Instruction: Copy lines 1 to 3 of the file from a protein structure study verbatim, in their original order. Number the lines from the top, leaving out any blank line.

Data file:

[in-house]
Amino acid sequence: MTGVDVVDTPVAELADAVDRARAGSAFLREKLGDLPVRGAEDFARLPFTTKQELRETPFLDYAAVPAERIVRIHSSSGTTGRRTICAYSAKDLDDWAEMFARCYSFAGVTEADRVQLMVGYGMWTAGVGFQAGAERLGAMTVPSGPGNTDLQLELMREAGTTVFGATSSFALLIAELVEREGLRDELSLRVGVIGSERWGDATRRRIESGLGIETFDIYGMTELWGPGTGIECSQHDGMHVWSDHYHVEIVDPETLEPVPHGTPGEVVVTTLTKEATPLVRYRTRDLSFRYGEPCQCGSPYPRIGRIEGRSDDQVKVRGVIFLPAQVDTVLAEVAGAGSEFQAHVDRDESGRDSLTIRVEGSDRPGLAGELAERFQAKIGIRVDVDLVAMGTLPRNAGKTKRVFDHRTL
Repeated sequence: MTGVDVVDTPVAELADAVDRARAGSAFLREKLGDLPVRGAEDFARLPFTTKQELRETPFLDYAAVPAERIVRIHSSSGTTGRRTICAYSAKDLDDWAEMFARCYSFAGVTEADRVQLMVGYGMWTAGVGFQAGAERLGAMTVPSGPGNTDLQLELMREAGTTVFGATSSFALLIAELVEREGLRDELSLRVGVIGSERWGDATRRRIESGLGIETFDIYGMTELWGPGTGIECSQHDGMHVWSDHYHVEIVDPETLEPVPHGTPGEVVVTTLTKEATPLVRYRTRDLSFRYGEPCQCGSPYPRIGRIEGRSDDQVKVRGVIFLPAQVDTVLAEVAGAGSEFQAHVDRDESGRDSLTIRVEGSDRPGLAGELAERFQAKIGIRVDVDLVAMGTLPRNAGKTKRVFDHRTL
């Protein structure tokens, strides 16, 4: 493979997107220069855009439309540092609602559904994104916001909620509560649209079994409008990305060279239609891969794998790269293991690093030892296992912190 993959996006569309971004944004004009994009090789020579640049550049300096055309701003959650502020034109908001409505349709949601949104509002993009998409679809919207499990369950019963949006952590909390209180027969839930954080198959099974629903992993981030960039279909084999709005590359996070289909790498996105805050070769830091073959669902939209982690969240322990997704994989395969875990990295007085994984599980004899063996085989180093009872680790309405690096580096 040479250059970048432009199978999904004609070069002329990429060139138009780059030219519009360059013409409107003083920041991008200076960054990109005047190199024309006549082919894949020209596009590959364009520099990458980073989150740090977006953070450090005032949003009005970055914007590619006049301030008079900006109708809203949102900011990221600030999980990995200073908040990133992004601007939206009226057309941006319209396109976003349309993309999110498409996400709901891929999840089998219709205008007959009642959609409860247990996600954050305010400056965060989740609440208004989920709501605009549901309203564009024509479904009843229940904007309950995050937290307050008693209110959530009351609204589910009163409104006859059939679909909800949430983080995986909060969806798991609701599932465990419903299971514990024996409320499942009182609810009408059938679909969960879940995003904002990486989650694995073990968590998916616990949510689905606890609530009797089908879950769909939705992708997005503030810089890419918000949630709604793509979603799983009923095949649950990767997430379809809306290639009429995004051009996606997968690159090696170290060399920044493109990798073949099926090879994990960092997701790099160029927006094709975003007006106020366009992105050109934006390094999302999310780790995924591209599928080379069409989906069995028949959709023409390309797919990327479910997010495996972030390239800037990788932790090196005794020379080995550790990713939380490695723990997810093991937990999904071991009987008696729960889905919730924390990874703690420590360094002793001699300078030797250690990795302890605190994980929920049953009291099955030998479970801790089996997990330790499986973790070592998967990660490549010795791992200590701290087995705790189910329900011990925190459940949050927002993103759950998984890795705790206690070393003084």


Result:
[in-house]
Amino acid sequence: MTGVDVVDTPVAELADAVDRARAGSAFLREKLGDLPVRGAEDFARLPFTTKQELRETPFLDYAAVPAERIVRIHSSSGTTGRRTICAYSAKDLDDWAEMFARCYSFAGVTEADRVQLMVGYGMWTAGVGFQAGAERLGAMTVPSGPGNTDLQLELMREAGTTVFGATSSFALLIAELVEREGLRDELSLRVGVIGSERWGDATRRRIESGLGIETFDIYGMTELWGPGTGIECSQHDGMHVWSDHYHVEIVDPETLEPVPHGTPGEVVVTTLTKEATPLVRYRTRDLSFRYGEPCQCGSPYPRIGRIEGRSDDQVKVRGVIFLPAQVDTVLAEVAGAGSEFQAHVDRDESGRDSLTIRVEGSDRPGLAGELAERFQAKIGIRVDVDLVAMGTLPRNAGKTKRVFDHRTL
Repeated sequence: MTGVDVVDTPVAELADAVDRARAGSAFLREKLGDLPVRGAEDFARLPFTTKQELRETPFLDYAAVPAERIVRIHSSSGTTGRRTICAYSAKDLDDWAEMFARCYSFAGVTEADRVQLMVGYGMWTAGVGFQAGAERLGAMTVPSGPGNTDLQLELMREAGTTVFGATSSFALLIAELVEREGLRDELSLRVGVIGSERWGDATRRRIESGLGIETFDIYGMTELWGPGTGIECSQHDGMHVWSDHYHVEIVDPETLEPVPHGTPGEVVVTTLTKEATPLVRYRTRDLSFRYGEPCQCGSPYPRIGRIEGRSDDQVKVRGVIFLPAQVDTVLAEVAGAGSEFQAHVDRDESGRDSLTIRVEGSDRPGLAGELAERFQAKIGIRVDVDLVAMGTLPRNAGKTKRVFDHRTL